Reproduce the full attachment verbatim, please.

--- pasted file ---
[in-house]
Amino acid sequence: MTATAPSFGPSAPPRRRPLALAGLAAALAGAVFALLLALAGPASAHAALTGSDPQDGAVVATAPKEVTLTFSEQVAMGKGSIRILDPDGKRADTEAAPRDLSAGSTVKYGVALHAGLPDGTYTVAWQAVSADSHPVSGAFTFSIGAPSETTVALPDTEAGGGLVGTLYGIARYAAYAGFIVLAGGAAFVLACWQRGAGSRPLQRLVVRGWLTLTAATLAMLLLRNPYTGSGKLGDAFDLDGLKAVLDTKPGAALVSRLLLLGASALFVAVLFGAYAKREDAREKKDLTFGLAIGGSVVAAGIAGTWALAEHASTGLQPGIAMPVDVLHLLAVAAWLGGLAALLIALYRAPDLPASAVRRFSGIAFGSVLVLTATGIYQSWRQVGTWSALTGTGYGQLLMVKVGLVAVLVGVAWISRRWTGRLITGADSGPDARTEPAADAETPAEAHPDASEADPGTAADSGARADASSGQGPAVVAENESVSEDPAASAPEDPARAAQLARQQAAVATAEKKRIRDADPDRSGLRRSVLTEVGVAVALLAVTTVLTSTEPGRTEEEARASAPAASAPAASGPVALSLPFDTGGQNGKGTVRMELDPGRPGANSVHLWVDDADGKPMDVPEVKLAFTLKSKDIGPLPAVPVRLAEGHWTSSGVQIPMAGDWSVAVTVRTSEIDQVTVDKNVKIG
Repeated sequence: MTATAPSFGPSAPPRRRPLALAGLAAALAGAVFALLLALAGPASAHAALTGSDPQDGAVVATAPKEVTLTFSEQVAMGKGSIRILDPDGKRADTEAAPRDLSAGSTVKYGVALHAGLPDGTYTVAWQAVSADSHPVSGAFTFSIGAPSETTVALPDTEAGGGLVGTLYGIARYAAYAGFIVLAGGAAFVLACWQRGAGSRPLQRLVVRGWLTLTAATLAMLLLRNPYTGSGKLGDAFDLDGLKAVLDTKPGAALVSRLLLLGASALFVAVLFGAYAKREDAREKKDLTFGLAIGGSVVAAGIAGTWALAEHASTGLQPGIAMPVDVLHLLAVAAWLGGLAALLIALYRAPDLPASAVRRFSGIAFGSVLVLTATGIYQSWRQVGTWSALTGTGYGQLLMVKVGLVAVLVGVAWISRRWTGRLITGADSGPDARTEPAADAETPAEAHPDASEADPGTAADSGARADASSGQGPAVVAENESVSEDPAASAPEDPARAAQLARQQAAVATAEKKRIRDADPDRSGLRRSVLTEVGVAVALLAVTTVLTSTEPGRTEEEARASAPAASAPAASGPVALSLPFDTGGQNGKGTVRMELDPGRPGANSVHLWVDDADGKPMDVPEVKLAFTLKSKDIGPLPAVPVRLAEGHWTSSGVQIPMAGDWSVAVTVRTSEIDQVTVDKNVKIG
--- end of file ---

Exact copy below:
[in-house]
Amino acid sequence: MTATAPSFGPSAPPRRRPLALAGLAAALAGAVFALLLALAGPASAHAALTGSDPQDGAVVATAPKEVTLTFSEQVAMGKGSIRILDPDGKRADTEAAPRDLSAGSTVKYGVALHAGLPDGTYTVAWQAVSADSHPVSGAFTFSIGAPSETTVALPDTEAGGGLVGTLYGIARYAAYAGFIVLAGGAAFVLACWQRGAGSRPLQRLVVRGWLTLTAATLAMLLLRNPYTGSGKLGDAFDLDGLKAVLDTKPGAALVSRLLLLGASALFVAVLFGAYAKREDAREKKDLTFGLAIGGSVVAAGIAGTWALAEHASTGLQPGIAMPVDVLHLLAVAAWLGGLAALLIALYRAPDLPASAVRRFSGIAFGSVLVLTATGIYQSWRQVGTWSALTGTGYGQLLMVKVGLVAVLVGVAWISRRWTGRLITGADSGPDARTEPAADAETPAEAHPDASEADPGTAADSGARADASSGQGPAVVAENESVSEDPAASAPEDPARAAQLARQQAAVATAEKKRIRDADPDRSGLRRSVLTEVGVAVALLAVTTVLTSTEPGRTEEEARASAPAASAPAASGPVALSLPFDTGGQNGKGTVRMELDPGRPGANSVHLWVDDADGKPMDVPEVKLAFTLKSKDIGPLPAVPVRLAEGHWTSSGVQIPMAGDWSVAVTVRTSEIDQVTVDKNVKIG
Repeated sequence: MTATAPSFGPSAPPRRRPLALAGLAAALAGAVFALLLALAGPASAHAALTGSDPQDGAVVATAPKEVTLTFSEQVAMGKGSIRILDPDGKRADTEAAPRDLSAGSTVKYGVALHAGLPDGTYTVAWQAVSADSHPVSGAFTFSIGAPSETTVALPDTEAGGGLVGTLYGIARYAAYAGFIVLAGGAAFVLACWQRGAGSRPLQRLVVRGWLTLTAATLAMLLLRNPYTGSGKLGDAFDLDGLKAVLDTKPGAALVSRLLLLGASALFVAVLFGAYAKREDAREKKDLTFGLAIGGSVVAAGIAGTWALAEHASTGLQPGIAMPVDVLHLLAVAAWLGGLAALLIALYRAPDLPASAVRRFSGIAFGSVLVLTATGIYQSWRQVGTWSALTGTGYGQLLMVKVGLVAVLVGVAWISRRWTGRLITGADSGPDARTEPAADAETPAEAHPDASEADPGTAADSGARADASSGQGPAVVAENESVSEDPAASAPEDPARAAQLARQQAAVATAEKKRIRDADPDRSGLRRSVLTEVGVAVALLAVTTVLTSTEPGRTEEEARASAPAASAPAASGPVALSLPFDTGGQNGKGTVRMELDPGRPGANSVHLWVDDADGKPMDVPEVKLAFTLKSKDIGPLPAVPVRLAEGHWTSSGVQIPMAGDWSVAVTVRTSEIDQVTVDKNVKIG